SQL Server guru Paul Randal is hosting this month’s TSQL Tuesday and he has asked a great question that all good companies should be asking themselves. Why are DBA skills necessary?
I would answer that in today’s market being mediocre does not cut it. Companies need to stay ahead of the curve if they want to make it. They have a responsibility to themselves and to their customers. I think that it used to be a badge of honor when sites went down because of some new product or a great deal of attention was thrown their way. That is no longer the case. Web sites are expected to be up and running 24×7, no questions asked. And what is sitting behind most web sites? You can bet there is some sort of database server(s) setting behind it, feeding everything from content, to user preferences, to processing orders.
Yes it is true that you can install SQL Server, create a database and the thing will just run. The question though is how long and how well will it run? Is it all going to come tumbling down on your biggest sales day or during your latest promotion? In my experience if you do not have the dba skills and have been proactively taking care of your server, these are the very times you are going to experience failures.
So when should a dba start looking after the server? In my opinion there should be someone with some dba skills involved before SQL Server is even installed. Questions for server specs such as cpu, memory, disk, all need to be answered from the onset of the project. Now if you have a little 5 or 10GB db do you need to have a full time DBA? Most likely not, but in my experience it is usually somewhere around 10GB that you’ll start to see issues if no one is looking out for the server.
Someone with dba skills should be involved, not only insuring the hardware is up to snuff, but they should also be looking ahead to insure that best practices are being followed and all of the options are configured correctly. Basic things like recovery, max server memory, index maintenance plans, etc all need to be addressed before the lack of attention sneaks up and bites you.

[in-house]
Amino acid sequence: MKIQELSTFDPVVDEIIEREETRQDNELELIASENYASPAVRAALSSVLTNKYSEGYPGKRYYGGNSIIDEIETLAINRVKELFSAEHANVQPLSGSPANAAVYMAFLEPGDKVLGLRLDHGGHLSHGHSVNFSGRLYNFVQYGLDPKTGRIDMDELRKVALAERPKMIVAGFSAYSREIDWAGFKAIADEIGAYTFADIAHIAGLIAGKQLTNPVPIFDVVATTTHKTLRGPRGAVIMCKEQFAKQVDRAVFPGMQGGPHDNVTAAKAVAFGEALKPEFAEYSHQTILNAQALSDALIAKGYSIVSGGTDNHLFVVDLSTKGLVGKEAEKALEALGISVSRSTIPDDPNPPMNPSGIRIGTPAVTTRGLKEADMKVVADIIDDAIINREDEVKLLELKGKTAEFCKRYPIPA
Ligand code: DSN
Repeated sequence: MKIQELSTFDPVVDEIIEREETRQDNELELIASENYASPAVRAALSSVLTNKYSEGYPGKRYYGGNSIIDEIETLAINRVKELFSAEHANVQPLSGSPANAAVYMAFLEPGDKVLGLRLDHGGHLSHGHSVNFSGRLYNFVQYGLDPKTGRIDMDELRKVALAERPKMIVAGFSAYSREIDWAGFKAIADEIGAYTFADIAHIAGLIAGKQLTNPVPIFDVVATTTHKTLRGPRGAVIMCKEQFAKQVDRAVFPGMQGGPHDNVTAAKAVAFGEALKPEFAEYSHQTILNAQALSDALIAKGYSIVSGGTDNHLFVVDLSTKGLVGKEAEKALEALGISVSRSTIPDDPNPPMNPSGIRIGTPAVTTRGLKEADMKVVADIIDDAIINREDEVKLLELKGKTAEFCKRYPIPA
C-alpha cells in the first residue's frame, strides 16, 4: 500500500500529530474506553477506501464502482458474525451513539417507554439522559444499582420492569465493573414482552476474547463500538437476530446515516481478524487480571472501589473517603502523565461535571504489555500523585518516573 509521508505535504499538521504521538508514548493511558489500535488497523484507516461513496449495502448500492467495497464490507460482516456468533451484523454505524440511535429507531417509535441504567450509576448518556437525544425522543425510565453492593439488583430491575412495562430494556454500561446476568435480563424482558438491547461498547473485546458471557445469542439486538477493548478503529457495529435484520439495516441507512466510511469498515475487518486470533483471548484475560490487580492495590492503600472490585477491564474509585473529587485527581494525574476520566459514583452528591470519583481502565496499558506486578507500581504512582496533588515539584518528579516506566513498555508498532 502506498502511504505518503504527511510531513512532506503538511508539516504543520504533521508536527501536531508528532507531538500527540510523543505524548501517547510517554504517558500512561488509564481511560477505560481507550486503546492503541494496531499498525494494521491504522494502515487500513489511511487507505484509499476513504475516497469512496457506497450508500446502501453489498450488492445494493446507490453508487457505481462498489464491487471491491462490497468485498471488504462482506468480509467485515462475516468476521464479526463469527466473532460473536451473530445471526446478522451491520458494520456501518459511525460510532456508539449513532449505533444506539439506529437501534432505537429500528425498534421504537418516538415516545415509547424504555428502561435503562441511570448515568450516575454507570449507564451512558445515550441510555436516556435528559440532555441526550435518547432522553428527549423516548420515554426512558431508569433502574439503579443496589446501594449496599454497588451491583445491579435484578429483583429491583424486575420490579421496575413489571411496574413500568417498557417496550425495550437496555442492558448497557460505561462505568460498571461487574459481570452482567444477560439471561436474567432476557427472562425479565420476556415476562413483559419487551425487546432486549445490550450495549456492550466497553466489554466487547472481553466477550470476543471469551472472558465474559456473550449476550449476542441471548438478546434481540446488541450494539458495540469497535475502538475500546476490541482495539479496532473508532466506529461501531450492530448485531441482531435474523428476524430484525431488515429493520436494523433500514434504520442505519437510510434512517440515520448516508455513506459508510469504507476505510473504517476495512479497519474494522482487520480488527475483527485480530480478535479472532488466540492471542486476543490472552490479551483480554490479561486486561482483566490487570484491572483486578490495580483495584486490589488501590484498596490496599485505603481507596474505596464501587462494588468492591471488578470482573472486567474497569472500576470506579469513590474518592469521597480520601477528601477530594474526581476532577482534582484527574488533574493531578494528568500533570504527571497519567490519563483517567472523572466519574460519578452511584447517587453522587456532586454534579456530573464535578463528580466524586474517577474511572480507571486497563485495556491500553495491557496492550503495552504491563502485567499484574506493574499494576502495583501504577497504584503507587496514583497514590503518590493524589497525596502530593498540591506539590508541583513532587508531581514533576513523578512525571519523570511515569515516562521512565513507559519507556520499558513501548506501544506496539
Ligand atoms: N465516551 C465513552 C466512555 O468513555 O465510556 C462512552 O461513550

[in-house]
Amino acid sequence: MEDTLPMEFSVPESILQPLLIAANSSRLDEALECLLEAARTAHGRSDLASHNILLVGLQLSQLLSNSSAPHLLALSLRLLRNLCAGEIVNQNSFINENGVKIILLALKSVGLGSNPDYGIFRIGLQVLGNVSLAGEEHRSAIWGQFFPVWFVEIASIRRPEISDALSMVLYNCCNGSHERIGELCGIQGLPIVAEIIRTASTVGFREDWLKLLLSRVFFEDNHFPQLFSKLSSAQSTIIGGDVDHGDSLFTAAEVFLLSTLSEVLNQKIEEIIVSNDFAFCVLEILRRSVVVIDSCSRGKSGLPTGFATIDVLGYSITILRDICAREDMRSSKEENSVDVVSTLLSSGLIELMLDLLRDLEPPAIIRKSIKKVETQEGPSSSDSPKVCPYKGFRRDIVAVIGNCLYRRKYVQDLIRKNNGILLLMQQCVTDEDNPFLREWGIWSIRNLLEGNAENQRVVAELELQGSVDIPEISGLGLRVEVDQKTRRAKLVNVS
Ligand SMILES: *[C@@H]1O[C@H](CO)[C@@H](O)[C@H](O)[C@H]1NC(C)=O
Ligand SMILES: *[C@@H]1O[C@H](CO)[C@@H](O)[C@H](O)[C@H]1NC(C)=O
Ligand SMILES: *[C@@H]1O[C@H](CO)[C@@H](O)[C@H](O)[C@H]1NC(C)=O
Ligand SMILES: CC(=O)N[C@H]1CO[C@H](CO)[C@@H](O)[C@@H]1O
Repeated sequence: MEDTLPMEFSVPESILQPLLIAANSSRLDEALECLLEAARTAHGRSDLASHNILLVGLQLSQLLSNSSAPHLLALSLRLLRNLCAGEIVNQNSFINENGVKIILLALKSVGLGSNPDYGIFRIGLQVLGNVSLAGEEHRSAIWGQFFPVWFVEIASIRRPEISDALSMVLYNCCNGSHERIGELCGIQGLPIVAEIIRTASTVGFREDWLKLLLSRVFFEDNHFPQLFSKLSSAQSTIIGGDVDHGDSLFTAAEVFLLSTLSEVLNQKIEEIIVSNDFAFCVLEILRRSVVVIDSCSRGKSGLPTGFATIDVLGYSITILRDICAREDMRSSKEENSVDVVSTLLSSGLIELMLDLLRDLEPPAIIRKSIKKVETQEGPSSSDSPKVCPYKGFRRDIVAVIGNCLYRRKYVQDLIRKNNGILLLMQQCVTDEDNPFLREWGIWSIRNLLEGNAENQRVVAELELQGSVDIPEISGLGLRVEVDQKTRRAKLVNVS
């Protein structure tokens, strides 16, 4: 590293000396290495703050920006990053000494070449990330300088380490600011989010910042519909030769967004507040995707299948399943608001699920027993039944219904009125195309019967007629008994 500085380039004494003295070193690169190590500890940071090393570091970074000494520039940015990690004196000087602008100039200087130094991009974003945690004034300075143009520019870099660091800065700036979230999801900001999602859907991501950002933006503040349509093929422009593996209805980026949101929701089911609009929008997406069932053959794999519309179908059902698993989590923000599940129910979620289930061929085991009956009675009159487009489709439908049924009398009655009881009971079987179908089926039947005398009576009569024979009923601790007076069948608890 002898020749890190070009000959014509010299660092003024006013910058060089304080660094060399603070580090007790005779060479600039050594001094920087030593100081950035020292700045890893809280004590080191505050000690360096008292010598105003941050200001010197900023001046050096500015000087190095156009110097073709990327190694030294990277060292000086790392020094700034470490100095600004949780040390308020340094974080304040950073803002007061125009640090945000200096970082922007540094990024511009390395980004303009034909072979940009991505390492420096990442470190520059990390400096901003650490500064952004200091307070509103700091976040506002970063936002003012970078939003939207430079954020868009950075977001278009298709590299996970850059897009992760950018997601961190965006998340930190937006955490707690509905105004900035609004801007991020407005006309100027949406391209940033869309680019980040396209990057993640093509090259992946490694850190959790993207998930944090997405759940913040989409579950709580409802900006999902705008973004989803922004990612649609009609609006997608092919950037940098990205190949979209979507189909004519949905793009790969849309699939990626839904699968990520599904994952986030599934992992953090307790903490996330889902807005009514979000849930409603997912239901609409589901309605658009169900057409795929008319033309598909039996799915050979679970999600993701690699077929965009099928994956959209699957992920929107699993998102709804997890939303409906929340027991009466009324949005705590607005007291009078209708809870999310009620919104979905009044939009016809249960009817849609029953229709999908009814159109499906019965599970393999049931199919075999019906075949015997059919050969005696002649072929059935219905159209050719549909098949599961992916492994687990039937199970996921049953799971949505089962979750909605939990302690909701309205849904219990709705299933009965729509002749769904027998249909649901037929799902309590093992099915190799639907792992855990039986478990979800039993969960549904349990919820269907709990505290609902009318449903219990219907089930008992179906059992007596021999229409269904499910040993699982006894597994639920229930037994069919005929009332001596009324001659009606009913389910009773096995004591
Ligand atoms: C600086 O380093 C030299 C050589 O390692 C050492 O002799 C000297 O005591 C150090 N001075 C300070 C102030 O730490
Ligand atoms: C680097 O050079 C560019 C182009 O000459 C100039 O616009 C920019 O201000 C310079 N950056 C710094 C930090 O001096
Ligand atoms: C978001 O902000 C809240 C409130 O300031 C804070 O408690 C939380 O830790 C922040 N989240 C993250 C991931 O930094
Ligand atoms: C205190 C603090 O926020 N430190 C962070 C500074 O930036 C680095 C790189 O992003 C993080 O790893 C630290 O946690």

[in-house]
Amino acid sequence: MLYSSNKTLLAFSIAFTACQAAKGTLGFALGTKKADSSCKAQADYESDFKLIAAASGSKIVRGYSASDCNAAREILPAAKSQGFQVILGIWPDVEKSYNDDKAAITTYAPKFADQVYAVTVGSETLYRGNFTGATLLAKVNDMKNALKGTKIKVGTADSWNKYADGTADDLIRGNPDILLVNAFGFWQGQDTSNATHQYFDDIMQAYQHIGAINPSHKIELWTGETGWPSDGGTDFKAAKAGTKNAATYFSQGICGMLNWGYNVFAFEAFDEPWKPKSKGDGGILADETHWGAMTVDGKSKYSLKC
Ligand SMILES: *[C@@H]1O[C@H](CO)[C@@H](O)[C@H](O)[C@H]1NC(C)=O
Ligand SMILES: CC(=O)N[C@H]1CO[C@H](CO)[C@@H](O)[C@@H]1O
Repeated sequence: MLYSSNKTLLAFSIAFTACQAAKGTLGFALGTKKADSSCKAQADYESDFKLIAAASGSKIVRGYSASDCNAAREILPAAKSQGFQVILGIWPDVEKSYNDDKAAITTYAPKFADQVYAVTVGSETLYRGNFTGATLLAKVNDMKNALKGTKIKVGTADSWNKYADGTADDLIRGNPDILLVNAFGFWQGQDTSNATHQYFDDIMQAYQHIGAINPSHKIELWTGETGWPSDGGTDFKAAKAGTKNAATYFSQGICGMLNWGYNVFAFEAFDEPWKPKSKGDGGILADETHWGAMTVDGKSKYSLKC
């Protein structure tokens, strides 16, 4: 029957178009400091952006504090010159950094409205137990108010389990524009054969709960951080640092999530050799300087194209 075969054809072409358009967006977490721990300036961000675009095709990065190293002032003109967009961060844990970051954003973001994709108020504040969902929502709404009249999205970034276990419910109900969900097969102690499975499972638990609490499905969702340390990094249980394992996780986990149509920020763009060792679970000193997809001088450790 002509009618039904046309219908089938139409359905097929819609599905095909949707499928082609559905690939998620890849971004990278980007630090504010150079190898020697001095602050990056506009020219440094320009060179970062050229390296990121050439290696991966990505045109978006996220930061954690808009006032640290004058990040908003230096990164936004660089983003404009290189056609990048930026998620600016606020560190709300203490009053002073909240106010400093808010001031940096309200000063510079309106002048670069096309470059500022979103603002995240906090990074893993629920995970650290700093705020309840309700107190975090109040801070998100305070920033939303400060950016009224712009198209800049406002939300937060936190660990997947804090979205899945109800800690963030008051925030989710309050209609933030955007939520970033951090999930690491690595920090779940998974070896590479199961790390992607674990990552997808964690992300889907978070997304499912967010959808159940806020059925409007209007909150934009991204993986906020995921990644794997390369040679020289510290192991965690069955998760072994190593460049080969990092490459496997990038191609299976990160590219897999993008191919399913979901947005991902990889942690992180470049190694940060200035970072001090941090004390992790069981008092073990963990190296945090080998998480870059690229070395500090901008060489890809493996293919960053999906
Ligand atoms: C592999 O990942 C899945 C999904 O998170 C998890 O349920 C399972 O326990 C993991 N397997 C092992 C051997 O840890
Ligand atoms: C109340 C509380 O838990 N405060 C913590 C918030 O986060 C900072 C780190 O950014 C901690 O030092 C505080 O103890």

The question of when do you need a full time dba is a bit tougher question to answer. In a nod to Paul, I have to say “It depends.” Most people would probably say that it depends on the size of the database; the larger the database, the more time needs to be spent on it. While this is generally true, it certainly is not a hard and fast rule. I have seen some customers with very small 10GB databases that seem to need constant tuning while others with multi-terabyte databases get by with little tweaking.
How can that be so you ask? The difference is in the forethought put into the server’s physical hardware, the database schema, and the queries being ran against it. If you have good hardware, a good schema, and well written queries you’ll be able to get more bang for your buck.
As an example the other day I had a client that was asking for help because their db server was just getting hammered. He already knew that corners had been cut in the past and the code was bad and that he needed more hardware to compensate. I was able to do some tuning to get them by but it would not be enough for the upcoming holiday season. Now because of negligence in the past, he was having to double the size of the hardware required. And not only was he going to be out money for the hardware but he still has to do something about the code or the site will just never scale for their planned future growth.
I can’t help but think that had a good dba been involved sooner that much of his pain could have been prevented and more money kept in their pocket. Poor planning costs money to redo code, purchase additional hardware, lost sales, and lost customer satisfaction. All too often people get caught up in what is good for the moment and forget to look ahead to the future.
A good dba with good skills can help anticipate and prevent those fires from ever starting, let alone growing out of control. A little TLC can go along way to ensure happy customers, coworkers, bosses, and spouses.